So there is very little we can do about object decoupling at runtime in single process application case, but do we really need to deploy a booking system in a separate application? Maybe we can just isolate our booking system in a separate library and still run it in the same process with the rest of FitRadar libraries? And so we started to investigate it. Very quickly we noticed that our ideas of making booking system independent from the rest of application strongly reassembles the principles of Microservices architecture . And since now days there are a lot of talks around the Microservices we thought that our project might be a good candidate to move to Microservices architecture. But just because something is promoted doesn’t mean it fits your needs. You usually don’t start the development of application as a distributed system, unless it was a requirement from the beginning. Applications usually mature to the state when Monolithic Architecture doesn’t satisfy the initial requirements and a team starts to consider switching to Microservices Architecture. And we wanted to make sure that this is the time when the new feature requires us to switch to the new Architecture to make the development easier in the future. Here are the advantages of Microservices Architecture that really attracted our attention:

  • it gives us a smaller code base to work with. It is a really huge benefit if you consider that at certain point a team more and more starts to think about how properly structure the project (how to write the Clean Code), that any new developer could easy understand it and navigate it. And putting a Booking system as a separate solution would allow as to reduce the code complexity and as result would allow developers navigate faster and add new code faster. If you have ever worked on enterprise scale application development then you know how much time it can take just to figure out where to put your new code.
  • Web API end to end tests and Integration tests can run much faster because there is no need to load all of the Fitradar system libraries only those related to booking system. This advantage really starts to shine when we enter the test phase.
  • It allows us to scale booking system and the rest of the back-end application independently. The booking system is more focused on data writing in the database on the other hand main back-end application is focused on data serving. We expect thousands of data requests a day while user will be navigating around in mobile application and just few bookings a day.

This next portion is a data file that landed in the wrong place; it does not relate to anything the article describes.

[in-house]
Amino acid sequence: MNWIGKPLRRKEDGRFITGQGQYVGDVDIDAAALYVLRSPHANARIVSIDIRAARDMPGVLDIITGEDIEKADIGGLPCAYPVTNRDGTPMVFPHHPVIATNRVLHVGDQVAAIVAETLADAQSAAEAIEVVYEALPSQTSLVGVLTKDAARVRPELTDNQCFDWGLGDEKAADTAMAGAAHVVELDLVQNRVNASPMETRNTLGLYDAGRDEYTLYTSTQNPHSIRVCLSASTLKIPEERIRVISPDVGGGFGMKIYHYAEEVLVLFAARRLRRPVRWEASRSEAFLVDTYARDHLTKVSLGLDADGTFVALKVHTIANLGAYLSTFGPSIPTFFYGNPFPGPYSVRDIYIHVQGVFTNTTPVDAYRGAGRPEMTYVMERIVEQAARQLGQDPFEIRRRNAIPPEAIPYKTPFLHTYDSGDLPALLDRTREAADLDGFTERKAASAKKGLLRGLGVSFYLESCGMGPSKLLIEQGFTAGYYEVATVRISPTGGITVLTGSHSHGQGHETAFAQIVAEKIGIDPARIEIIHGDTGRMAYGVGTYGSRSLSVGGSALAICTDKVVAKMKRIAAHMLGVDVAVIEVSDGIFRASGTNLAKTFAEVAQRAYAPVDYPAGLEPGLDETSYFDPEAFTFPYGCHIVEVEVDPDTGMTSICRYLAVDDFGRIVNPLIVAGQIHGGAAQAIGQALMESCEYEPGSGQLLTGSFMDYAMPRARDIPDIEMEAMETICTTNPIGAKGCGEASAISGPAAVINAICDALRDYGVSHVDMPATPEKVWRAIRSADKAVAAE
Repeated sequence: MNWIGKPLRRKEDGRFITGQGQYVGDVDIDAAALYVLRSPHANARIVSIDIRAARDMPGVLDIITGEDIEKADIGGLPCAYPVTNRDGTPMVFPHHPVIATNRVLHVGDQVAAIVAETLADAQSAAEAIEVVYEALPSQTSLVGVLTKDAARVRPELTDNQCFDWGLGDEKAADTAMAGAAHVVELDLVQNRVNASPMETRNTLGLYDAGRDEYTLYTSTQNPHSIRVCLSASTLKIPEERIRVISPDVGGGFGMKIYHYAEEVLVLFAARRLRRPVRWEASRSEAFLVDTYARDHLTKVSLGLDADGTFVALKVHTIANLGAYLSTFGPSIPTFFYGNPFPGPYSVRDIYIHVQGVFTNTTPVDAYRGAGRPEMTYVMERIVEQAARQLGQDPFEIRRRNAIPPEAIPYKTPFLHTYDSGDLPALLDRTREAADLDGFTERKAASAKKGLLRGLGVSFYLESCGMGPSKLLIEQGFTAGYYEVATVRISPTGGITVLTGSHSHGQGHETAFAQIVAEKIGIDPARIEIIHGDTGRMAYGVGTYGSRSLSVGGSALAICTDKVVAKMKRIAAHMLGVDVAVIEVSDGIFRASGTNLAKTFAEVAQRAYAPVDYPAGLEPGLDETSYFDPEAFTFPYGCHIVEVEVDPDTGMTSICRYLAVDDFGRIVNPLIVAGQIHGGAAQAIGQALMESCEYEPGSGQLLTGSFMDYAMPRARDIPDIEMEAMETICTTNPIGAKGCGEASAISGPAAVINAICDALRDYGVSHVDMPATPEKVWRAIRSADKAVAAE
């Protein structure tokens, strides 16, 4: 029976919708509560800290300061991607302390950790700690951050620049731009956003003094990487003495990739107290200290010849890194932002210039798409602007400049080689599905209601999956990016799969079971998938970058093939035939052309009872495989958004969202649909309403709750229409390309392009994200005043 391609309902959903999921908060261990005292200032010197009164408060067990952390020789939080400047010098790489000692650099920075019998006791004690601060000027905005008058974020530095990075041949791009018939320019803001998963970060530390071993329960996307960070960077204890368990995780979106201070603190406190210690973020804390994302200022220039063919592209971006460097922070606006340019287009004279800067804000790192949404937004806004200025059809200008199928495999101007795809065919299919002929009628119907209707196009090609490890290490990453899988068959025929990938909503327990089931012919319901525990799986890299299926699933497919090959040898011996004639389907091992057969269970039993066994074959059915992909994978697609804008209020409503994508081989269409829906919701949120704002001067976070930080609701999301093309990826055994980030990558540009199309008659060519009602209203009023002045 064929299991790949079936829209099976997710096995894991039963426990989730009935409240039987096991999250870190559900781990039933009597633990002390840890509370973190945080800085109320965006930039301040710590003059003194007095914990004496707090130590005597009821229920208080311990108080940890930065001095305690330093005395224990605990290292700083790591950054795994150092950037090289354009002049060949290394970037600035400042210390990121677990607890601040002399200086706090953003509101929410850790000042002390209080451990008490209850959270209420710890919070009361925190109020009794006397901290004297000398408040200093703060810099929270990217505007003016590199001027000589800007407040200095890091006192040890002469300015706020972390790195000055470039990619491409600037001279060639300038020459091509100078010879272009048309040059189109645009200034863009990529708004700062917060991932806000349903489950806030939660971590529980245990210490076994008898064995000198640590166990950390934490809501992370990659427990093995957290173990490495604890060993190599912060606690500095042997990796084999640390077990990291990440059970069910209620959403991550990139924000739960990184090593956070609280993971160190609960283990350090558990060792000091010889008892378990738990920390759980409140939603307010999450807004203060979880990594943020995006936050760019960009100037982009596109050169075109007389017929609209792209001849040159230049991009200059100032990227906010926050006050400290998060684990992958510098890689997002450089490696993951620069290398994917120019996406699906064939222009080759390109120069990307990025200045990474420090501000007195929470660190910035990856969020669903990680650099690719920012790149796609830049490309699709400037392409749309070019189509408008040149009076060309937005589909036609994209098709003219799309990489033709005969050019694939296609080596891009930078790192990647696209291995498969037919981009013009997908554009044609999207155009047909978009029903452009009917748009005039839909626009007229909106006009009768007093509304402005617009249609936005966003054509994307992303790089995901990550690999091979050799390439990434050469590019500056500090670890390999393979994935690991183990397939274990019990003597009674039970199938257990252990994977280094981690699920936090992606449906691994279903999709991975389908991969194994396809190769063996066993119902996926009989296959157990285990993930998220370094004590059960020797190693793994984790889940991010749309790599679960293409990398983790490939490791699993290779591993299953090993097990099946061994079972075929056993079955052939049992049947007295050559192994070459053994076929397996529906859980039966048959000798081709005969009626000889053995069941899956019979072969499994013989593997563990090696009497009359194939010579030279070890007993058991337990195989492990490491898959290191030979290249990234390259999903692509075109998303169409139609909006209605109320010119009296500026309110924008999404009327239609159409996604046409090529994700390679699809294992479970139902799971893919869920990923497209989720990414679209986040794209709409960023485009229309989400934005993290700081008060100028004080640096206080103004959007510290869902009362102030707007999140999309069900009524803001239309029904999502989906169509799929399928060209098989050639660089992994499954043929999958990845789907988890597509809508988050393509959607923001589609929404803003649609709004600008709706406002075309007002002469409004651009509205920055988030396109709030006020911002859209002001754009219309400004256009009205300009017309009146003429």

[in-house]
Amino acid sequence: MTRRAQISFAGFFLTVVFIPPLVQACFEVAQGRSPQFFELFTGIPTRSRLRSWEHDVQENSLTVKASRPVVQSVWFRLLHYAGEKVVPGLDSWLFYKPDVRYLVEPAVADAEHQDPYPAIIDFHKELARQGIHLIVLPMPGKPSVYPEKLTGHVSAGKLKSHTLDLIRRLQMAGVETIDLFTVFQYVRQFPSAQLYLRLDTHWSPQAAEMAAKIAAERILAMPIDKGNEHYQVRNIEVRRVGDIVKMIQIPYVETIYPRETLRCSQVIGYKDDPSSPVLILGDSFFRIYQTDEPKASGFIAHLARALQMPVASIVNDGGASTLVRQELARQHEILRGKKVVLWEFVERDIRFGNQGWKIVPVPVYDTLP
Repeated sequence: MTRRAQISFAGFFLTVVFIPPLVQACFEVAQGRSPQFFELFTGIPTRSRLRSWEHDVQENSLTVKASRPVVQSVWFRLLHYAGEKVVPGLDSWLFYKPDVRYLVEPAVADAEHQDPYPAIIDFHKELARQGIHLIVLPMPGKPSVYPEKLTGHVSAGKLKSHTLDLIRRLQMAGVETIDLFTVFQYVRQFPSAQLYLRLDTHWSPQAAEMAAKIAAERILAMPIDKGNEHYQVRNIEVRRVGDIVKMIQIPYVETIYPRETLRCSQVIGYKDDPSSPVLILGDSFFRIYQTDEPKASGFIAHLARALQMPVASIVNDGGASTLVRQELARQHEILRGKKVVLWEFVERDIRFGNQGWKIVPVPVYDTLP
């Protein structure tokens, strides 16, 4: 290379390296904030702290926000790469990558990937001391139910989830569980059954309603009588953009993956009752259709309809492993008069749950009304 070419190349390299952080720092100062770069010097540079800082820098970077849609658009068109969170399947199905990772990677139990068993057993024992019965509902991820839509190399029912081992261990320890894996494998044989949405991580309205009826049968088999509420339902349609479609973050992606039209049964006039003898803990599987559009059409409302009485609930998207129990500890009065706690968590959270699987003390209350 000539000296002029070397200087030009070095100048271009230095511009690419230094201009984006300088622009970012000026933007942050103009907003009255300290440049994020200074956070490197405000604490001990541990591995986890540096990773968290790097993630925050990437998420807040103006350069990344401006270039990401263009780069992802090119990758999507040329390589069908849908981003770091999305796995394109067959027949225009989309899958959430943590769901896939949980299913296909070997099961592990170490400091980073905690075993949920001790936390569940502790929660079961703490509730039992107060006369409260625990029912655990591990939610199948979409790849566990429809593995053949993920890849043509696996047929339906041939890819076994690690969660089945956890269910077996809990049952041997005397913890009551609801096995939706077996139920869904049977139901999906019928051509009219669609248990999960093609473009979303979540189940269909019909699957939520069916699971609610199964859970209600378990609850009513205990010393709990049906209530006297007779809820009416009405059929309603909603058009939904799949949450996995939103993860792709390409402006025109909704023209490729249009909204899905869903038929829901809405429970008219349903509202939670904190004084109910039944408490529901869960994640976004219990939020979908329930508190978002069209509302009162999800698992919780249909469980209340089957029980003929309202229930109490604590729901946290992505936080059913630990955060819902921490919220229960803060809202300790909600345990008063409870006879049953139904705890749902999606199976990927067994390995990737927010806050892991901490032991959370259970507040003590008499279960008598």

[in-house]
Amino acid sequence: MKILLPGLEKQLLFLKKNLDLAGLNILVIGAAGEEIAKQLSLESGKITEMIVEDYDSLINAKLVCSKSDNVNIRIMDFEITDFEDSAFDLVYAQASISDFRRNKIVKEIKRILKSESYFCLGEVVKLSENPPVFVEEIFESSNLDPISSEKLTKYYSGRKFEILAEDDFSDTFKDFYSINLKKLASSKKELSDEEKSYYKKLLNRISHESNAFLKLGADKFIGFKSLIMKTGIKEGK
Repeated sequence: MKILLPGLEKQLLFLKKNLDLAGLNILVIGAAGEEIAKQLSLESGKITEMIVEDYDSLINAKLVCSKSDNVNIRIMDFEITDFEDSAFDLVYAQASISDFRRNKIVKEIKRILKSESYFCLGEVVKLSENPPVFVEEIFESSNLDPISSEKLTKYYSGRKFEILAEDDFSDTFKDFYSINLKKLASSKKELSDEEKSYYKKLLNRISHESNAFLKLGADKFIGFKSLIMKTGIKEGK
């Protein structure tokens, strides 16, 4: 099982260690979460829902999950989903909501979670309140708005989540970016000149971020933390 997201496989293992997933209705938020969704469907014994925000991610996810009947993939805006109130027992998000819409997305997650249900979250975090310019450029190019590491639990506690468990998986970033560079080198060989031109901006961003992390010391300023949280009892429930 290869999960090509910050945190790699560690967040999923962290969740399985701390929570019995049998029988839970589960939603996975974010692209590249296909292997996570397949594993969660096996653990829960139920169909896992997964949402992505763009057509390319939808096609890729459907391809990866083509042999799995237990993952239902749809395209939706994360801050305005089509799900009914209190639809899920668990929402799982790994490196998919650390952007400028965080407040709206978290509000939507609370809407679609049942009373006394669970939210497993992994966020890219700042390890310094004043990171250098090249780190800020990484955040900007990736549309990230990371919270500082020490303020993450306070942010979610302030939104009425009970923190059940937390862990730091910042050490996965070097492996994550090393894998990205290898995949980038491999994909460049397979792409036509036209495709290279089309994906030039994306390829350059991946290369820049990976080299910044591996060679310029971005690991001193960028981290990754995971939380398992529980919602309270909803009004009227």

• Improved fault isolation

And for our project it seemed that we will gain more than loose if we will treat booking system as separate application and deploy it in a separate process. So we gave it a try.

Visit our website: http://fitradar.me/ and join the mailing list. Our app is coming soon!

Mobile app development versus back-end app development

One day I was listening interview with a person who was running software development courses, he was answering questions regarding the software development in different fields and what a full stack developer means. And since our Fitradar system covers several development fields I decided to share my experience about working in one or another field and how easy is to jump from one domain field to another one.

I remember back in a day when I was still a student at university several classes were focusing on business modeling and system implementation according the model. As later I found out this was a common approach for enterprise application design and development. But my first job related to software development was in the company that produced routers and its software. At that time I was writing small scripts to test different router configuration setups, I was not directly involved in router’s software development but I wanted to become a par of a development team. And so I started to explore the routers operating system which was based on Linux kernel as many other embedded systems. I soon discovered that many principles I learned in programming classes are not applied in embedded systems and instead big emphasize is put on performance. For example instead of throwing exceptions error codes were used to improve the performance. In mobile and enterprise applications that would be considered as a bad practice. Another odd thing for me was to see that there are no unit tests only integration or end to end tests, which again in enterprise application world would be considered very bad. And so at that moment it hit me that the way how one or the another system is developed depends from the domain field and not that much on the language. So for myself I distinguished following software development fields:

  • web front-end development
  • mobile application development
  • desktop application development
  • game development
  • embedded systems development
  • enterprise application development